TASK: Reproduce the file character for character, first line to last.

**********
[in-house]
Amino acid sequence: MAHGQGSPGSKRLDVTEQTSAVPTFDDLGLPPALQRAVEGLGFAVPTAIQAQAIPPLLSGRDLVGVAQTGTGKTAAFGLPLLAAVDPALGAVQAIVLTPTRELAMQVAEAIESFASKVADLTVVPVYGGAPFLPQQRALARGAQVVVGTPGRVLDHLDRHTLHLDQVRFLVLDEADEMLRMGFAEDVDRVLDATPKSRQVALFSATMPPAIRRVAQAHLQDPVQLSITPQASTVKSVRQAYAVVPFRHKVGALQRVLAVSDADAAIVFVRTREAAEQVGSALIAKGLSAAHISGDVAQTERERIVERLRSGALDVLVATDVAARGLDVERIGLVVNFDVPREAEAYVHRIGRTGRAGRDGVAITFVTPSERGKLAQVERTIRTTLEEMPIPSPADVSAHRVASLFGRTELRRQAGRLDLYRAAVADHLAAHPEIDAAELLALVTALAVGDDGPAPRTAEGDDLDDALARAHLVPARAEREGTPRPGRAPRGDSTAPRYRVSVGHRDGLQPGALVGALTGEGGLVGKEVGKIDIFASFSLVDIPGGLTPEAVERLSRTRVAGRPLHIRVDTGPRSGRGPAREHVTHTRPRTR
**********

[in-house]
Amino acid sequence: MAHGQGSPGSKRLDVTEQTSAVPTFDDLGLPPALQRAVEGLGFAVPTAIQAQAIPPLLSGRDLVGVAQTGTGKTAAFGLPLLAAVDPALGAVQAIVLTPTRELAMQVAEAIESFASKVADLTVVPVYGGAPFLPQQRALARGAQVVVGTPGRVLDHLDRHTLHLDQVRFLVLDEADEMLRMGFAEDVDRVLDATPKSRQVALFSATMPPAIRRVAQAHLQDPVQLSITPQASTVKSVRQAYAVVPFRHKVGALQRVLAVSDADAAIVFVRTREAAEQVGSALIAKGLSAAHISGDVAQTERERIVERLRSGALDVLVATDVAARGLDVERIGLVVNFDVPREAEAYVHRIGRTGRAGRDGVAITFVTPSERGKLAQVERTIRTTLEEMPIPSPADVSAHRVASLFGRTELRRQAGRLDLYRAAVADHLAAHPEIDAAELLALVTALAVGDDGPAPRTAEGDDLDDALARAHLVPARAEREGTPRPGRAPRGDSTAPRYRVSVGHRDGLQPGALVGALTGEGGLVGKEVGKIDIFASFSLVDIPGGLTPEAVERLSRTRVAGRPLHIRVDTGPRSGRGPAREHVTHTRPRTR